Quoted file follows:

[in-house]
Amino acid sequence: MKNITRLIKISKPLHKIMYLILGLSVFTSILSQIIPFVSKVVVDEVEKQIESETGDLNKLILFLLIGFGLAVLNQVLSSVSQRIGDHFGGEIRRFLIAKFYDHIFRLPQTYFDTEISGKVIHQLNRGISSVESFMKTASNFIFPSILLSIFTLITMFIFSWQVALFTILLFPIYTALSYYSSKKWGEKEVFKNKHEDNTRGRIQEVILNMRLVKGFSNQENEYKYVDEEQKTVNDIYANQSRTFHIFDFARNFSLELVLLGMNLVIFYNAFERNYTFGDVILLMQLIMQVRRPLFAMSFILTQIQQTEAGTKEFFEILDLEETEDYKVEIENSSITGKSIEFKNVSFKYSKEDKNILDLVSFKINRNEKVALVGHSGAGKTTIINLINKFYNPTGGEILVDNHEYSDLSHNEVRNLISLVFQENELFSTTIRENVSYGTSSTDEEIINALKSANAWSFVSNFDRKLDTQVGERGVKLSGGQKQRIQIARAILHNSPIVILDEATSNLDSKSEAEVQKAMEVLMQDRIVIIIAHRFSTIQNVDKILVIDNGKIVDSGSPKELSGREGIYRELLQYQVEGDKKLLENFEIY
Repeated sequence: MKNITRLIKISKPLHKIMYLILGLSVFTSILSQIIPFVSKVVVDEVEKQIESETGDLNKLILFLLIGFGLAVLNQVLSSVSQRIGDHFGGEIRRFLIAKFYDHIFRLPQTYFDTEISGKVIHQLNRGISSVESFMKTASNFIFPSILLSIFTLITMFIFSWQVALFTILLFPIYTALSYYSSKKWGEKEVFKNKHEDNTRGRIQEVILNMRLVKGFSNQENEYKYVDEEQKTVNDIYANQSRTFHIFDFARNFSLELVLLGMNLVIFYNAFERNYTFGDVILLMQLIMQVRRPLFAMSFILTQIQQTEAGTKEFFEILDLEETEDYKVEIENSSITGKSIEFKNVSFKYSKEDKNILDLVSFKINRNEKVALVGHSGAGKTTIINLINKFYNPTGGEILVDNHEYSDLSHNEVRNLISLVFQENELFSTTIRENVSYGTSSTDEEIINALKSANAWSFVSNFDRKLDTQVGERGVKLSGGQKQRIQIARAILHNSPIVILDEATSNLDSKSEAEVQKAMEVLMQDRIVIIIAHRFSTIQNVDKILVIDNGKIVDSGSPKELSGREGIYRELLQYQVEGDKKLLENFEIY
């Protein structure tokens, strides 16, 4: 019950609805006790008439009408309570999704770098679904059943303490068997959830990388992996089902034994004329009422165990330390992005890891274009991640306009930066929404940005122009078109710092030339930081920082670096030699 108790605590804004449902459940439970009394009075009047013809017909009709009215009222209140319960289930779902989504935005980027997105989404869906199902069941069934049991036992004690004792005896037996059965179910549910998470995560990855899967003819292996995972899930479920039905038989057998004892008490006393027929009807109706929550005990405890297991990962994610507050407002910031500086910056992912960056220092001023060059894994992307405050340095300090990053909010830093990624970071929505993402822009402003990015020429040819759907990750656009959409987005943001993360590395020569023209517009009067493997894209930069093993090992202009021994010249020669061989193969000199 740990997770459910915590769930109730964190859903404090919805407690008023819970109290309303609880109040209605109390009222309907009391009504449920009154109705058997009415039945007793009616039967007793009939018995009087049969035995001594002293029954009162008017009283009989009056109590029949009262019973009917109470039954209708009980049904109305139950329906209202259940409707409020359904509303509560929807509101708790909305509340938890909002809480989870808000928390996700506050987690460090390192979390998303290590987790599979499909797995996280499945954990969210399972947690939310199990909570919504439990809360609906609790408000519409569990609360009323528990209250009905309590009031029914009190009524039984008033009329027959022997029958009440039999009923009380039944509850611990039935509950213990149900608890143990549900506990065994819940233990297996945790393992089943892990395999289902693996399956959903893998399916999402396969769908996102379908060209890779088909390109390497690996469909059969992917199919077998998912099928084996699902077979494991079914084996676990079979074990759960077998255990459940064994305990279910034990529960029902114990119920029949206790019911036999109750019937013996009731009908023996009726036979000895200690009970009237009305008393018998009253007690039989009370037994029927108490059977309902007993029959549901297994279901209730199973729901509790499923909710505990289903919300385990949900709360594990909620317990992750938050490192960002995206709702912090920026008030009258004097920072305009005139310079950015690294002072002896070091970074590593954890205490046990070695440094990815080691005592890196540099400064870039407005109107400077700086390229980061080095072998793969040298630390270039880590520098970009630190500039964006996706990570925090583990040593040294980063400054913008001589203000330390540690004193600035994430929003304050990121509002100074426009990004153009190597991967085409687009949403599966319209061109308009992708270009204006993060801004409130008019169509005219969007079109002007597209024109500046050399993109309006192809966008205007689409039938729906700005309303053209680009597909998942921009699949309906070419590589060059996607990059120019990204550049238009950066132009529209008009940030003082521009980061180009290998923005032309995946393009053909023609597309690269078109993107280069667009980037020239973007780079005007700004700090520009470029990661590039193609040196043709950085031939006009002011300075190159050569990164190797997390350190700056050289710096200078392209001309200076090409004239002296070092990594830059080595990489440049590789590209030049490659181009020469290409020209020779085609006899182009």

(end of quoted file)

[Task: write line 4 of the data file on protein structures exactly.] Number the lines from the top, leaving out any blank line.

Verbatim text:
């Protein structure tokens, strides 16, 4: 019950609805006790008439009408309570999704770098679904059943303490068997959830990388992996089902034994004329009422165990330390992005890891274009991640306009930066929404940005122009078109710092030339930081920082670096030699 108790605590804004449902459940439970009394009075009047013809017909009709009215009222209140319960289930779902989504935005980027997105989404869906199902069941069934049991036992004690004792005896037996059965179910549910998470995560990855899967003819292996995972899930479920039905038989057998004892008490006393027929009807109706929550005990405890297991990962994610507050407002910031500086910056992912960056220092001023060059894994992307405050340095300090990053909010830093990624970071929505993402822009402003990015020429040819759907990750656009959409987005943001993360590395020569023209517009009067493997894209930069093993090992202009021994010249020669061989193969000199 740990997770459910915590769930109730964190859903404090919805407690008023819970109290309303609880109040209605109390009222309907009391009504449920009154109705058997009415039945007793009616039967007793009939018995009087049969035995001594002293029954009162008017009283009989009056109590029949009262019973009917109470039954209708009980049904109305139950329906209202259940409707409020359904509303509560929807509101708790909305509340938890909002809480989870808000928390996700506050987690460090390192979390998303290590987790599979499909797995996280499945954990969210399972947690939310199990909570919504439990809360609906609790408000519409569990609360009323528990209250009905309590009031029914009190009524039984008033009329027959022997029958009440039999009923009380039944509850611990039935509950213990149900608890143990549900506990065994819940233990297996945790393992089943892990395999289902693996399956959903893998399916999402396969769908996102379908060209890779088909390109390497690996469909059969992917199919077998998912099928084996699902077979494991079914084996676990079979074990759960077998255990459940064994305990279910034990529960029902114990119920029949206790019911036999109750019937013996009731009908023996009726036979000895200690009970009237009305008393018998009253007690039989009370037994029927108490059977309902007993029959549901297994279901209730199973729901509790499923909710505990289903919300385990949900709360594990909620317990992750938050490192960002995206709702912090920026008030009258004097920072305009005139310079950015690294002072002896070091970074590593954890205490046990070695440094990815080691005592890196540099400064870039407005109107400077700086390229980061080095072998793969040298630390270039880590520098970009630190500039964006996706990570925090583990040593040294980063400054913008001589203000330390540690004193600035994430929003304050990121509002100074426009990004153009190597991967085409687009949403599966319209061109308009992708270009204006993060801004409130008019169509005219969007079109002007597209024109500046050399993109309006192809966008205007689409039938729906700005309303053209680009597909998942921009699949309906070419590589060059996607990059120019990204550049238009950066132009529209008009940030003082521009980061180009290998923005032309995946393009053909023609597309690269078109993107280069667009980037020239973007780079005007700004700090520009470029990661590039193609040196043709950085031939006009002011300075190159050569990164190797997390350190700056050289710096200078392209001309200076090409004239002296070092990594830059080595990489440049590789590209030049490659181009020469290409020209020779085609006899182009």